Dying without a Will – What happens?
Roughly 60% of the country does not have an up to date will, so what happens if you die without a Will?
There are many misconceptions about what happens when someone dies without a Will – many people believe that their spouse or children will inherit everything automatically. Many others believe that is they are living with someone that that partner would inherit as they are ‘common-law partners’ (this is a myth and is not something that is legally recognised).
Rules of Intestacy
Unfortunately, if someone dies without a Will then their estate will be distributed according to the Rules of Intestacy (when a person dies ‘intestate’ meaning that they have died without expressing their wishes legally in a Will). This means that the courts will decide how the estate is distributed based on Law; this includes all monetary and physical possessions, as well as guardianship of any dependants that the deceased is responsible for (both minors and people with disabilities that make them incapable of independent living). Below is a flow chart outlining the Rules of Intestacy from Society of Will Writers
Important things to think out
The main element to consider is that unless you are legally married, then your estate will be distributed to your next closest living relatives, whether this is children, parents, siblings, grandparents, aunts or uncles. If there are no living relatives then the estate will be distributed to the Crown.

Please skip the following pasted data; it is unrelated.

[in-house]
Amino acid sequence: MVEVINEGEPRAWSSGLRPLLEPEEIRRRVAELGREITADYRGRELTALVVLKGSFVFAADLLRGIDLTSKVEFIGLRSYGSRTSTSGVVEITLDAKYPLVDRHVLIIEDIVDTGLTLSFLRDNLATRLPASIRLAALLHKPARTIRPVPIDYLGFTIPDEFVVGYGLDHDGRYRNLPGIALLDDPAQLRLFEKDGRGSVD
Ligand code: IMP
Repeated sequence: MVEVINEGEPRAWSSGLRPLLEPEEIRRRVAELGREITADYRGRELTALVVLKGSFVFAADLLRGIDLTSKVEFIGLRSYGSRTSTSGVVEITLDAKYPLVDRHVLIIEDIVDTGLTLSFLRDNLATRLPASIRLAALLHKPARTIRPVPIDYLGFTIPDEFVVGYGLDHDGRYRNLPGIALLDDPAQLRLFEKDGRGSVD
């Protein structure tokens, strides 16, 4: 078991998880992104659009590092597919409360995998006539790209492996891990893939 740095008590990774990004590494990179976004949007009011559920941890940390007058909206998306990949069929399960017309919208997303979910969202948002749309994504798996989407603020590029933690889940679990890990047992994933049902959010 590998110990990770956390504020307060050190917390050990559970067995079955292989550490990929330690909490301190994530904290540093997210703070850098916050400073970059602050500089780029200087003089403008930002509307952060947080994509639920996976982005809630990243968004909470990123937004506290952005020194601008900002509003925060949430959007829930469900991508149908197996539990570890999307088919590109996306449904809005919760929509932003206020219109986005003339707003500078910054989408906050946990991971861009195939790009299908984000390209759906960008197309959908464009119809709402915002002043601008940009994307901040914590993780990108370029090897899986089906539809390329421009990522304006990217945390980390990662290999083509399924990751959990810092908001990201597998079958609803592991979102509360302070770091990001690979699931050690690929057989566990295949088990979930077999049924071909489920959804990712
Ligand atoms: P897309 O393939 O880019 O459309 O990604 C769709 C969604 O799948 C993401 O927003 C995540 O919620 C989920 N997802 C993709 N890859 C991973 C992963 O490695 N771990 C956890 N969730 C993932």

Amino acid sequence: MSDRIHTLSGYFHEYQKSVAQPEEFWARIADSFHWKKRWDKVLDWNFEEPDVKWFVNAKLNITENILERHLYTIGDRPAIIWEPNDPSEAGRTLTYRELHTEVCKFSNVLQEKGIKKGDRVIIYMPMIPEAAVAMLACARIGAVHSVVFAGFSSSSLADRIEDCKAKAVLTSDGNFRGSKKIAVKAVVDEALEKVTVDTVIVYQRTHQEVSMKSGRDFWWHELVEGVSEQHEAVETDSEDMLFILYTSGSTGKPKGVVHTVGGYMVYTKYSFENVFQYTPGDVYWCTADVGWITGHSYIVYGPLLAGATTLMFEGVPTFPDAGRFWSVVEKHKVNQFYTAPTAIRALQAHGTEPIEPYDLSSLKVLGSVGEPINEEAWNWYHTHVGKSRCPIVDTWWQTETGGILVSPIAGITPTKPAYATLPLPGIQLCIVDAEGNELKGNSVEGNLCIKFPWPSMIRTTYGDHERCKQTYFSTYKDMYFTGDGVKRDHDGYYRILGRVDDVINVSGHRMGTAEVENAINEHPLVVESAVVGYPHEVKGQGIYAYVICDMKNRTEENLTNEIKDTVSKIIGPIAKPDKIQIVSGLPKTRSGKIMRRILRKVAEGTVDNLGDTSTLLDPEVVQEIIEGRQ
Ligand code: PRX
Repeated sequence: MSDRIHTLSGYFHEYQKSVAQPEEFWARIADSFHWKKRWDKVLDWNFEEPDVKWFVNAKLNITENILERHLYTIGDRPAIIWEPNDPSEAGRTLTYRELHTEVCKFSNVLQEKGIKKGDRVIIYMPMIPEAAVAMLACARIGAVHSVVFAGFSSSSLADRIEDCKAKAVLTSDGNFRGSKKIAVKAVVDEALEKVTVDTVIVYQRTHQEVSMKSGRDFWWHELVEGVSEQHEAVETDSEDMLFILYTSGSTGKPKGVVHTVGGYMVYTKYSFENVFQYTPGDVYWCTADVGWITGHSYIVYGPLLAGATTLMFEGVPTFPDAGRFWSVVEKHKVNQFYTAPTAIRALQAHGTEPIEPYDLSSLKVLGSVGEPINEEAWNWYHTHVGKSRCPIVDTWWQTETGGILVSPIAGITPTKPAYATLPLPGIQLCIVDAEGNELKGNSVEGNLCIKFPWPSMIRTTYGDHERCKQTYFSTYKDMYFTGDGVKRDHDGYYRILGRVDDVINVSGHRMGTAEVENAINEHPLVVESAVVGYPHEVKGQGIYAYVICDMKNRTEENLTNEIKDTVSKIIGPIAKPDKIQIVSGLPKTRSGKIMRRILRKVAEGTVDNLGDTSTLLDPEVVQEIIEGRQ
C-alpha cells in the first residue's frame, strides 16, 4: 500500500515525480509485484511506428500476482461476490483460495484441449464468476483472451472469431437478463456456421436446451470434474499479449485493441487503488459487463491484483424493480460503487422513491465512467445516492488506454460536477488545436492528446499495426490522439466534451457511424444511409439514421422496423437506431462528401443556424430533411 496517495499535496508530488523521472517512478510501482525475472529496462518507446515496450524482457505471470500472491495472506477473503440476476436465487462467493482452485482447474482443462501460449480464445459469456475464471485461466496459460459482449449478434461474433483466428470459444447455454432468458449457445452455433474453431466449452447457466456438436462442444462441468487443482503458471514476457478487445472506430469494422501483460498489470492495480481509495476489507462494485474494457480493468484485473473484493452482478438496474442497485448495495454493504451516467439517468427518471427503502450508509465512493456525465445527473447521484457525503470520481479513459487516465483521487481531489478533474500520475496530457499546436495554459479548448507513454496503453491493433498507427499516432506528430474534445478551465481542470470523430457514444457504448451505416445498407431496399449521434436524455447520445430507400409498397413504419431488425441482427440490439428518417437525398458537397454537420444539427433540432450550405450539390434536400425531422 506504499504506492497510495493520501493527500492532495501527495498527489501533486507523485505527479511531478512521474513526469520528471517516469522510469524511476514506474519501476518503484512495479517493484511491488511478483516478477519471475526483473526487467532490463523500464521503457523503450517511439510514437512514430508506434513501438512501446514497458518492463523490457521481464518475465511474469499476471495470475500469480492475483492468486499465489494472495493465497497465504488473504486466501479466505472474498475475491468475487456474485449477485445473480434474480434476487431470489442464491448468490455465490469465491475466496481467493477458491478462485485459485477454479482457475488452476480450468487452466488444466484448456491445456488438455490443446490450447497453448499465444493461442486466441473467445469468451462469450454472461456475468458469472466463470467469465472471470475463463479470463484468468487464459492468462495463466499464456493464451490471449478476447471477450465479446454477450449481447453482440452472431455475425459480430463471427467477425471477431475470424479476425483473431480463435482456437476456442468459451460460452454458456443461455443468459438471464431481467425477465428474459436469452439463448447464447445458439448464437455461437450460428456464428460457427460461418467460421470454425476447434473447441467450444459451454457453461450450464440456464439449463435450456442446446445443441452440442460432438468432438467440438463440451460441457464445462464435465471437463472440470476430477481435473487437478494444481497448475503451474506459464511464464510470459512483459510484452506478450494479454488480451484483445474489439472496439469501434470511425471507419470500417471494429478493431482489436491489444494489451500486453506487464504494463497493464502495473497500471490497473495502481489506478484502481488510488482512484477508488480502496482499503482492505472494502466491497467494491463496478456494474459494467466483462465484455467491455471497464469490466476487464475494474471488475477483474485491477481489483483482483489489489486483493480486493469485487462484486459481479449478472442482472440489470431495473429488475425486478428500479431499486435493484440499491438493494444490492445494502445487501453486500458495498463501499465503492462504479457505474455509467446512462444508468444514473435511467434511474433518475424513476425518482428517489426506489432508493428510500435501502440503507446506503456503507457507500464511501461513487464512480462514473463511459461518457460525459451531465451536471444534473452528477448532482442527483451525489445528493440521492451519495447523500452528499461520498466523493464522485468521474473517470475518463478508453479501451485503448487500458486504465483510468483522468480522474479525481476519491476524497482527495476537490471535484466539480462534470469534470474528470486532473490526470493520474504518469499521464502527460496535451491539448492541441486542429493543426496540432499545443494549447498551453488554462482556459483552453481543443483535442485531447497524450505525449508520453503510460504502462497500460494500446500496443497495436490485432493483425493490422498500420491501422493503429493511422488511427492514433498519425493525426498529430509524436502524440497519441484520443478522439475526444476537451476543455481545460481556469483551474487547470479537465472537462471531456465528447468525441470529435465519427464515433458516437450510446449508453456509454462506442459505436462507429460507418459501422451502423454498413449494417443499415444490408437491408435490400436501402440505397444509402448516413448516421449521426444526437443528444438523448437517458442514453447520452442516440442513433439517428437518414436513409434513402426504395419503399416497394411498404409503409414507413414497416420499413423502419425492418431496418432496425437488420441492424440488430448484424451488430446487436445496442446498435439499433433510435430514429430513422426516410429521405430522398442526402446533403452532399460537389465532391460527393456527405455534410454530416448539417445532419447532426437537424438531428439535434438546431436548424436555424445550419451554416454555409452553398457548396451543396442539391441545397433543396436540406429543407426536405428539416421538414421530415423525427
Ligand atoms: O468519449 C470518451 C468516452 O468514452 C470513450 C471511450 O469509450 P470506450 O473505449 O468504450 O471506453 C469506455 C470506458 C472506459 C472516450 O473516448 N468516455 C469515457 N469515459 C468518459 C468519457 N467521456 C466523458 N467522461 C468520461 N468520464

If you are married then the first £270,000 will be distributed to your legal spouse and the remainder of the estate will be shared with your next closest living relatives, unless there are none.
Where things can become more difficult is in the areas of separation from spouses, if they are still legally married to you then they will inherit the first £270,000 before anything would be distributed to any children or other surviving relatives.
In terms of guardianship of minors, unless there is a living parent or carer, without a Will the state will decide who the children would be re-homed with; this may be grandparents, siblings, aunts or uncles. If there is nobody suitable found then the children will become wards of the state and may be placed in foster care.
Legal challenges in relation to intestate estates are often long, meaning an estate can be held for many years before it is settled. This is also an incredibly costly legal matter for the challenger and often unsuccessful.
Importance of Writing and storing a Will
As you can see having a Will to ensure your estate is distributed to your wishes is vital.
54% of people surveyed say that they are unsure how to go about writing a Will and often see this as a complicated process.
Some people may choose to write their own Wills, however if these are not correctly registered and legally binding, or become lost or damaged, then your estate will again fall under the Rules of Intestacy.
However, by choosing a registered Will Writer such as ourselves at Glamorgan Legacy, we can help you to not only write your Will and update it with you as required, but we can also store it securely for you until it is required. Our services are professional and try to make the process as seamless and as easy as possible.
Furthermore, we ensure that your Will is legally correct and that your wishes are clear. So feel free to contact us to discuss your needs.